Michelin-Starred Chef Alain Ducasse Was Here
The request, to be honest, seemed innocuous enough: Could I host a fundraising dinner at Enderun Colleges for The Tuloy Foundation. Tuloy, as the foundation is fondly called, takes kids who are impoverished or from abusive family environments and give them a chance at a better life. I wasn't in a position to say no. The program has given Enderun some students who have been sent to the best kitchens in the world.
The dinner, of course, had to be something special: It was P10,000 a seat. That's the price to have one of the world's greatest living chefs, Alain Ducasse—via Ducasse Education Philippines—on your plate. The good chef himself was flown in to grace the event, lending the evening’s festivities an extra special touch. It is not every day, of course, that one gets to be in the presence of culinary royalty.
What do you serve the kind of people who can afford to pay this much? Do you serve them a lavish meal of goose liver, lobster and gold leaf, straddling fine china from France? Nope. This is 2018, darling: You serve them vegetables, locally and sustainably raised by hardworking farmers who grow them sans any chemicals and pesticides. They're real treasures from the ground. Eating veggies, and preparing them with the same reverence as you would the finest meats and seafood, is something close to Alain’s heart as his latest restaurants and books show.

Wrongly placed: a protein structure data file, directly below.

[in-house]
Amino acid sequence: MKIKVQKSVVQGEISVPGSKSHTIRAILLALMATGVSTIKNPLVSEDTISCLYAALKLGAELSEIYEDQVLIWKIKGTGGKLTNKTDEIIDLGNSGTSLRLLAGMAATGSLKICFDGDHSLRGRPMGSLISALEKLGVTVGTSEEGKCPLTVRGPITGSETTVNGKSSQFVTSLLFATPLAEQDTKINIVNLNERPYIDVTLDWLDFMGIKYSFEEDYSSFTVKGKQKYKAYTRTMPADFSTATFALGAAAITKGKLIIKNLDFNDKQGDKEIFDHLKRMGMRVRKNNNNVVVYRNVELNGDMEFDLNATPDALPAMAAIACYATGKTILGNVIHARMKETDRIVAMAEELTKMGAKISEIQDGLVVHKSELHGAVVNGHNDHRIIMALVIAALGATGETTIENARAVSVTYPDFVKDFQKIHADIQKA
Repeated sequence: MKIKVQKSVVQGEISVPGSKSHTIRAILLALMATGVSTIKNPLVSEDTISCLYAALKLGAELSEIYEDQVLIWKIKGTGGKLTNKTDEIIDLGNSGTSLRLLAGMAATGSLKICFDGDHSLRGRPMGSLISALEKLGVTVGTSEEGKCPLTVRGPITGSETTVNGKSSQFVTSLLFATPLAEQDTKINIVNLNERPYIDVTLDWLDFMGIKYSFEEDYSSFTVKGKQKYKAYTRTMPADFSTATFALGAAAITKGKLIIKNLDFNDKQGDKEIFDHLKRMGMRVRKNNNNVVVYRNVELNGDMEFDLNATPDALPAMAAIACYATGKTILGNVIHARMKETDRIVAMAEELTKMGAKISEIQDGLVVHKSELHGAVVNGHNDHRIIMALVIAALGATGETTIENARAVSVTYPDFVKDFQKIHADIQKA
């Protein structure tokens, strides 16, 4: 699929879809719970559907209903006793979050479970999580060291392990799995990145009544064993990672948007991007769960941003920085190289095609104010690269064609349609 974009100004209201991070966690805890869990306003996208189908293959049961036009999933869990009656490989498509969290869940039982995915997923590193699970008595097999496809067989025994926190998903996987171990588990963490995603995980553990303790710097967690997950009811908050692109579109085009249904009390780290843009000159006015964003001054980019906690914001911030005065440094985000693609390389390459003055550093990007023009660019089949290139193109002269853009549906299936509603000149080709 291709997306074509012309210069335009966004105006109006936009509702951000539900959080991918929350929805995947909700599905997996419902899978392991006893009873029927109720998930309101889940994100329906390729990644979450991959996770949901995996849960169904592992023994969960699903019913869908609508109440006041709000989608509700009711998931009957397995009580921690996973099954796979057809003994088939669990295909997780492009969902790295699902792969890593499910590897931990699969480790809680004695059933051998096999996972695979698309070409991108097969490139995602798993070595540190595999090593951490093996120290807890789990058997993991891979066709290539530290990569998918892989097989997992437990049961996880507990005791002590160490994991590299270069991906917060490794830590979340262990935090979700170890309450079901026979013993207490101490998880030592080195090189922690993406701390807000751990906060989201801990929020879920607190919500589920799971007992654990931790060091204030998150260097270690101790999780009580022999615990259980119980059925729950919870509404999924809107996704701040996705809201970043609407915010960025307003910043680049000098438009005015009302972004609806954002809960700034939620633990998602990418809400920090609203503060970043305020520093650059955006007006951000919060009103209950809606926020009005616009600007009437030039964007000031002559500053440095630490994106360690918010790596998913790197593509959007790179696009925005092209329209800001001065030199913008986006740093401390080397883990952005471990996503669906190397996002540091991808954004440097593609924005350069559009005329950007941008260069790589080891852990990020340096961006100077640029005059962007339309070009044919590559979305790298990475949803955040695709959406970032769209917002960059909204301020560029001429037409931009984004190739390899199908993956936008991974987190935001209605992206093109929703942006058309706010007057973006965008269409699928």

It sounds risky, but Team Enderun pulled this off with elegance and panache. Their starter of micro cucumbers in yogurt with local white cheese was refreshing and the perfect glimpse of things to come. The fish course—my personal favorite—was beautifully presented with precision-cut local vegetables and fresh tuna belly. I am not surprised that Kitayama beef figured in the meat course, because they really do have the highest quality of local beef, and this proved it. Even Philippine cheeses were made to shine in a special cheese flight. Rounding it all out was a fancy dessert of lemongrass vacherin with tropical fruit and tea essence.
This is the proof in the proverbial pudding: It is definitely quite possible to make world class dishes—food that can be served in any table in any restaurant in the world—using local Philippine ingredients. The only limit may be one’s imagination, and perhaps, more importantly, access. But that’s another conversation entirely.